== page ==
We dyed our Easter eggs a little late this year. We celebrated Kelly’s birthday all last weekend and before we knew, it was Easter weekend and we hadn’t colored our eggs yet. I usually find a fun way to do them on the Pinterest site, but Kelly and I found one of those Paas kits that looked cool and new to us, so we gave it a go. I was curious about all these kits, so yes…I Googled them. Here’s a little history of their company that we are all familiar with.
The original Paas Easter egg dye was invented by an American named William Townley. Townley was an owner of a drug store in Newark, New Jersey, where he concocted recipes for home products. In 1893, he figured out how to concentrate dye in tablet form and launched the modern Easter egg dyeing kit. The original price of each tablet was five cents, and customers would make the dye by combining the tablets with water and vinegar. Townley eventually renamed his business the Paas Dye Company. The name Paas comes from “Pasen,” the word that the Dutch people used for Easter.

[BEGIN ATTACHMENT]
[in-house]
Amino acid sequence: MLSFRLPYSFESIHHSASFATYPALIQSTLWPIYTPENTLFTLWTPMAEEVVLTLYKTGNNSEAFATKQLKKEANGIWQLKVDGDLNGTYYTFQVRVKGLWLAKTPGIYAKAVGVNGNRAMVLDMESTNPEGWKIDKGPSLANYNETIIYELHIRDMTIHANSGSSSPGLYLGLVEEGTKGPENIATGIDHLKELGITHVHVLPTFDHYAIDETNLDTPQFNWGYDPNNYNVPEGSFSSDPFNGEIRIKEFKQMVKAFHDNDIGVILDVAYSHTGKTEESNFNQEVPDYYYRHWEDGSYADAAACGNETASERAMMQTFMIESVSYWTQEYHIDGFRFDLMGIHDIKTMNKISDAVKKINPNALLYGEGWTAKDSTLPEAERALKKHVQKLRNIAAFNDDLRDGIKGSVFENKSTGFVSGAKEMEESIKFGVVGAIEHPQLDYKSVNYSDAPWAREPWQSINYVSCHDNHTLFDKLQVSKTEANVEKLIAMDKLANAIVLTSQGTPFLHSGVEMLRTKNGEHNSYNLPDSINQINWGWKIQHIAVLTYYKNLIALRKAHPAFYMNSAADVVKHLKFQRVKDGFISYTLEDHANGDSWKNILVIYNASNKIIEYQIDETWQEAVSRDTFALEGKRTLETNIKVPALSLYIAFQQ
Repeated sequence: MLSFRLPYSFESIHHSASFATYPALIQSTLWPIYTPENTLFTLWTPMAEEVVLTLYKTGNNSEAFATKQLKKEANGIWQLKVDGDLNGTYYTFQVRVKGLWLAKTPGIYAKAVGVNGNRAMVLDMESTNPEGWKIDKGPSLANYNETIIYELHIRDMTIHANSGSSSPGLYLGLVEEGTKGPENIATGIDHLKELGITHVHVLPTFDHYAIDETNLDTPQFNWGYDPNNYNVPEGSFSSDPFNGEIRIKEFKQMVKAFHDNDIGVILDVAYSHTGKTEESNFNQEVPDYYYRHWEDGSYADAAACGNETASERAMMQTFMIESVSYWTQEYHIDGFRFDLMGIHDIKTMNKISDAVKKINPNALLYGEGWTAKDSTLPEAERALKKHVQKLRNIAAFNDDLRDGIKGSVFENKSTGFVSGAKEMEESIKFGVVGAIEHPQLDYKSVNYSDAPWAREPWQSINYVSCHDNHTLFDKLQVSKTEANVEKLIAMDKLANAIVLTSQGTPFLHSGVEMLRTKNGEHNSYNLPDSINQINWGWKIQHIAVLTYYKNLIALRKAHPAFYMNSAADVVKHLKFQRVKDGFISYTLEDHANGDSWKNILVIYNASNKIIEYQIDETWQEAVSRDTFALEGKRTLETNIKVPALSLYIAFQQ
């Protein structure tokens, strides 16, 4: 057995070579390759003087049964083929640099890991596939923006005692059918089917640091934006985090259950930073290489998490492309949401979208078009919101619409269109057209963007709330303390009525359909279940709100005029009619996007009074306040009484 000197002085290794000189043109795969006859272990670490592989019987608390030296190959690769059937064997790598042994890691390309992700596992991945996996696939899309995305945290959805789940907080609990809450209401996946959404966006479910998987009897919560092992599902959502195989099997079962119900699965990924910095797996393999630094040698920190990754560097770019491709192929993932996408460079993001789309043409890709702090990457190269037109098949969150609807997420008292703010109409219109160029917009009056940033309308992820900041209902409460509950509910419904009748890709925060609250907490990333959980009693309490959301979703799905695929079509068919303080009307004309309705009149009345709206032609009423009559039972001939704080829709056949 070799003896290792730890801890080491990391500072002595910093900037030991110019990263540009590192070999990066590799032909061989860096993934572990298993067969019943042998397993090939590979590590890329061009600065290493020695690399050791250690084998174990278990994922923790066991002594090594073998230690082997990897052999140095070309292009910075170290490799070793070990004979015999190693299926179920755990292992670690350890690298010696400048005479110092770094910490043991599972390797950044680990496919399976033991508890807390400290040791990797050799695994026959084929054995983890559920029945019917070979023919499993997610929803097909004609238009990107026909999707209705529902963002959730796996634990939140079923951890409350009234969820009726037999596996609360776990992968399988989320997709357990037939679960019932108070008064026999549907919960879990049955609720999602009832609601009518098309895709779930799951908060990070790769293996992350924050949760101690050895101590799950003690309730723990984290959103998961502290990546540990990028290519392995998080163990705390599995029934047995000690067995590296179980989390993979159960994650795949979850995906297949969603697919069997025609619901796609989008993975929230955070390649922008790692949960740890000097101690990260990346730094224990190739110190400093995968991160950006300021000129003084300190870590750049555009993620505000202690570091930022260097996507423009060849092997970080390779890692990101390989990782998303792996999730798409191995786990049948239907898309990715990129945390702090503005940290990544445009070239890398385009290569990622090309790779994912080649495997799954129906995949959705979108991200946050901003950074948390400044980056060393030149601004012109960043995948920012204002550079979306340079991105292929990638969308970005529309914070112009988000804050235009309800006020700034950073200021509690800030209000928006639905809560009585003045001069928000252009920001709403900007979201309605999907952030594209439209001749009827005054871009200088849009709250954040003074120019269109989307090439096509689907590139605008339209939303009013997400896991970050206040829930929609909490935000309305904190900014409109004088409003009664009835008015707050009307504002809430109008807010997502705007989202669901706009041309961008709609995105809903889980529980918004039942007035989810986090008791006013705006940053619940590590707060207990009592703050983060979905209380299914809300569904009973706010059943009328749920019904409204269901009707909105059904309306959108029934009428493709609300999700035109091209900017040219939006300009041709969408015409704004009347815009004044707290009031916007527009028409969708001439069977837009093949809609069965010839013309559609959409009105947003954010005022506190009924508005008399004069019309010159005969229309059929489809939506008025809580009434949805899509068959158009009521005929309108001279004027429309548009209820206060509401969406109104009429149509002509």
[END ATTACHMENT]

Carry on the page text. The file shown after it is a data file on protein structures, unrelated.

In 1901, according to a State of New Jersey inspection report, seven men and twenty women were employed in Townley’s production facility at 60 Shipman Street in Newark. Paas eventually became the largest manufacturer of Easter egg dyes and Philip B. Townley succeeded his father as head of the company.
The kit we found lets you make layered effect. It came with a tray that had 6 compartments for each color and four special trays that were “dipping holders” that sat inside the color compartments. The dipping trays had either an oval or circle cut out of them. This allows you to place the egg on top and only the cut-out portion will touch the dye. Once you get your desired color, you can either rotate the egg and/or place it in different colors…thus getting a multicolored effect. You can make some pretty neat patterns.
Kelly was all over this technique. She jumped right in and had three eggs going at once and was rotating before I even checked my first color. Our first eggs were pretty simple, but once we got the hang of it, we let our creative juices flow.
Nate started out following the rules, but then decided to go off on his own and dunked his directly into the dye (and caused overflow). He had to hold his egg manually then he dunked into his second color to get his two-toned egg. Not sure he’ll be invited next year if keeps up these shenanigans! haha
As always, we ended up with super pretty eggs and a lot of family fun around the table.